a. The liver is the largest gland in the body. It weighs three to four pounds.
There are two principal lobes in the liver: the left lobe and the right lobe. The left lobe
forms one-sixth of the liver mass. The right lobe has several subdivisions: the right
lobe proper and two small lobes associated with it. Those smaller lobes are the
caudate lobe and the quadrate lobe.
Figure 1-6. The liver.
b. The liver is connected to the small intestine by a series of ducts which are
important passageways. The right and left hepatic ducts come from under the surface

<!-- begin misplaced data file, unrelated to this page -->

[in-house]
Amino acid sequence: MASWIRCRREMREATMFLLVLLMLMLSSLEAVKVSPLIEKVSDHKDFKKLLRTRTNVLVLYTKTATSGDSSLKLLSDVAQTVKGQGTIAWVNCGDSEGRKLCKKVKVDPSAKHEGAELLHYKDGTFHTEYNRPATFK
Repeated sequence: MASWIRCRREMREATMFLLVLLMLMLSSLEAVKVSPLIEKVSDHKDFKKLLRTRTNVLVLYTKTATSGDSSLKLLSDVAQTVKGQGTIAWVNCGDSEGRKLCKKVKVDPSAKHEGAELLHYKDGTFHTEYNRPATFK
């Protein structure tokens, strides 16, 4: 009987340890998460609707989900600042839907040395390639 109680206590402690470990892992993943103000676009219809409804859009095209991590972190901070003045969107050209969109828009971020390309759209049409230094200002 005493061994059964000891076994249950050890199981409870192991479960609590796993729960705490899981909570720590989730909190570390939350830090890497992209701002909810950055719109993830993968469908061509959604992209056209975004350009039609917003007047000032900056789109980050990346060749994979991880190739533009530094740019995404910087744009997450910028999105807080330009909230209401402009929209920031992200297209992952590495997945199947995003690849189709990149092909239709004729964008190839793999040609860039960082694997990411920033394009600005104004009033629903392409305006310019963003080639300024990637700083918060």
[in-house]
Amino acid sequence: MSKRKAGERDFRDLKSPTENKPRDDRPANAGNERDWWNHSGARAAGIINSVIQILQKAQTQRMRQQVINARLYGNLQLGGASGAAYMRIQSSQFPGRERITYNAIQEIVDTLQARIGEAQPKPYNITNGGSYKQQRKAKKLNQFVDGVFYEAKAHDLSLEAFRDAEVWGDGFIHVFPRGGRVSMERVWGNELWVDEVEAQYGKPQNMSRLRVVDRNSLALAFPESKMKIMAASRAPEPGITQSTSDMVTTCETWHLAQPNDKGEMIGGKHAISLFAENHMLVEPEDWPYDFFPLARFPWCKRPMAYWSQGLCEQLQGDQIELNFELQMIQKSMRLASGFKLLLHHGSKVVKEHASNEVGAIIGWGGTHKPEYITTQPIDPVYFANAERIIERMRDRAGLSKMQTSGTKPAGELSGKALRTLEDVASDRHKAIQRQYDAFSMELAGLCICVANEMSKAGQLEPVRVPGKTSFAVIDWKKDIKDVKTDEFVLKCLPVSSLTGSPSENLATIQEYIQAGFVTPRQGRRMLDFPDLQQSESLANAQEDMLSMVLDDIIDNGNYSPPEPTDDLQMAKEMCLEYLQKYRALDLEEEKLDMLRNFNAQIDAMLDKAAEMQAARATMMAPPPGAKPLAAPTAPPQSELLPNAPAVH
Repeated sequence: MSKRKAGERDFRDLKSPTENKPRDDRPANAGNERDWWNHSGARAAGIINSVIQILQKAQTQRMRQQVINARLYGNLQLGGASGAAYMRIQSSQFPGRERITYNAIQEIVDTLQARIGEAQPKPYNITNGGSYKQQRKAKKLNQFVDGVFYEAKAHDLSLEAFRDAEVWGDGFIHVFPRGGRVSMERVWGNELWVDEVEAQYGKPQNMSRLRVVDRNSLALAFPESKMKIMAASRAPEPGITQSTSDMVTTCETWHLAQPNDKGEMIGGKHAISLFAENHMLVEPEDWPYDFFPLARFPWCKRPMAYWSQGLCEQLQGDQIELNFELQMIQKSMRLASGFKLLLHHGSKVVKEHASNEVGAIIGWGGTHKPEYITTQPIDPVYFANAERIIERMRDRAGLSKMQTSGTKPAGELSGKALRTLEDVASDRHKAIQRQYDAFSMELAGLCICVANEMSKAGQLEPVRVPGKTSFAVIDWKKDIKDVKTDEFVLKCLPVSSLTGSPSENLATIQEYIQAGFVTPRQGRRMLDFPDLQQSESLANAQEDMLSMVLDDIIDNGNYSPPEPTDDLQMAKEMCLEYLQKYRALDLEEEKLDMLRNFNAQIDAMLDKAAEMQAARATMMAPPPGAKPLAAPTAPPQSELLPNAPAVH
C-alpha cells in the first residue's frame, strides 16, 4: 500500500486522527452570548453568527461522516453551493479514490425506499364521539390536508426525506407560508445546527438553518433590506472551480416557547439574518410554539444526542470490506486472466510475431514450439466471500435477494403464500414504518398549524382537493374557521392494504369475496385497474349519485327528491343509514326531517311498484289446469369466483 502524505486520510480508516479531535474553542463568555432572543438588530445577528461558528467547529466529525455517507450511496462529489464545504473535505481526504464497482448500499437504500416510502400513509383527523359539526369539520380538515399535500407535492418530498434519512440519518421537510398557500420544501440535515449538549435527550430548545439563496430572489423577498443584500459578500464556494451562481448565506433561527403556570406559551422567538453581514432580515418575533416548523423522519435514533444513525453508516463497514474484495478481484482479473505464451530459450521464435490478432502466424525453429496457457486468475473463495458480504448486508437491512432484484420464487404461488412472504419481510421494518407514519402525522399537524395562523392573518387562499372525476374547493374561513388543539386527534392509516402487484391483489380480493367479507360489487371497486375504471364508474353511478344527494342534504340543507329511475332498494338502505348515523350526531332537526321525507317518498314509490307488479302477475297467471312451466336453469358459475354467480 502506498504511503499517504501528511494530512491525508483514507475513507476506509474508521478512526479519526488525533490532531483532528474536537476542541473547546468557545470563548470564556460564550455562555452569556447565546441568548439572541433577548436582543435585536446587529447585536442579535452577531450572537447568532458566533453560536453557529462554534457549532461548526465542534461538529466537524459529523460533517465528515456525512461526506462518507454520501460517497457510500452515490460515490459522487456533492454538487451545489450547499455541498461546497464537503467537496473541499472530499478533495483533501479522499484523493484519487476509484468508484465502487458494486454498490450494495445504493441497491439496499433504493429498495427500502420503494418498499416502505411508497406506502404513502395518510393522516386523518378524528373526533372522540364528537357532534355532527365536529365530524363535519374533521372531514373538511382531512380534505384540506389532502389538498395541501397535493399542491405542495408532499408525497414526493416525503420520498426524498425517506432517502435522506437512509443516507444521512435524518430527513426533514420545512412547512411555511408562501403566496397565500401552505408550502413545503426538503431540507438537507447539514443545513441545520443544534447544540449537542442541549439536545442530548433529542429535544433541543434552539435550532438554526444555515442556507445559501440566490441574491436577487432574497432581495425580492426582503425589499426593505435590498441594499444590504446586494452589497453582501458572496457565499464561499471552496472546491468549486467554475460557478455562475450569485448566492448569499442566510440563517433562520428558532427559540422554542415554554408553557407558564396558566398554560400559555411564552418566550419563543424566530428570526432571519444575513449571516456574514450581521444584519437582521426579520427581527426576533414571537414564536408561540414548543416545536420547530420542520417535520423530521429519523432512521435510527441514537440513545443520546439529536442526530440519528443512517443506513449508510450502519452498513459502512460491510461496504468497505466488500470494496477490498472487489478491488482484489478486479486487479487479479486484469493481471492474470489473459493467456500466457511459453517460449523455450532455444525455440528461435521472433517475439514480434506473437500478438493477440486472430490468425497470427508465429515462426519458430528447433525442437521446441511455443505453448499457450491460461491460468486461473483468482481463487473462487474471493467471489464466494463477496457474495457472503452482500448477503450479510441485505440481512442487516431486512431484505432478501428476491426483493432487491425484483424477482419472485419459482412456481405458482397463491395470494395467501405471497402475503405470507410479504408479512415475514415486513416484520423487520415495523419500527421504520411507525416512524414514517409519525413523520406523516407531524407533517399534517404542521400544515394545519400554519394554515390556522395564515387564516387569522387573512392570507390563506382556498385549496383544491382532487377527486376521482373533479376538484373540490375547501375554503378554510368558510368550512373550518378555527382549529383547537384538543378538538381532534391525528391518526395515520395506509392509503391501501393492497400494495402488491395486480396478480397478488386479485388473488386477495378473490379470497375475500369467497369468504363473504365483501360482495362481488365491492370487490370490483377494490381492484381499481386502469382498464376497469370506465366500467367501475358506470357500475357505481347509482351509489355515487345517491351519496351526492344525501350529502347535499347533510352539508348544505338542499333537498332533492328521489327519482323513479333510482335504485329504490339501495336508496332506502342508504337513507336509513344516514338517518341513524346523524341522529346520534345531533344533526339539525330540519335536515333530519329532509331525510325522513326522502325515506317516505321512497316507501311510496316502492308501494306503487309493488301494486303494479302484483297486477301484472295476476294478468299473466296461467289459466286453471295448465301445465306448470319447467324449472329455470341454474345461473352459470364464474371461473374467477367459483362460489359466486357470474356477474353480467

of the liver to form the common hepatic duct. The common hepatic duct joins with the
cystic duct of the gallbladder to form the common bile duct which empties into the
1-10. GALLBLADDER--ACCESSORY ORGAN
a. The gallbladder is a pear-shaped sac which is about three to four inches long.
This organ is located under the liver. Bile pours into and comes out of the liver by way
of the cystic duct. The gallbladder serves as a storage sac for excess bile which is
concentrated five to ten times normal strength while in this organ. See figure 1-1 for
position of the gallbladder.
b. The wall of the gallbladder is made up of an inner muscular layer, a middle,
muscular coat, and an outer coat. The inner muscular layer consists of mucous
membranes arranged in large folds similar to the empty stomach lining. The middle
muscular coat is made up of smooth muscle fibers, and the outer coat is the visceral
peritoneum (the outer covering for internal organs of the body).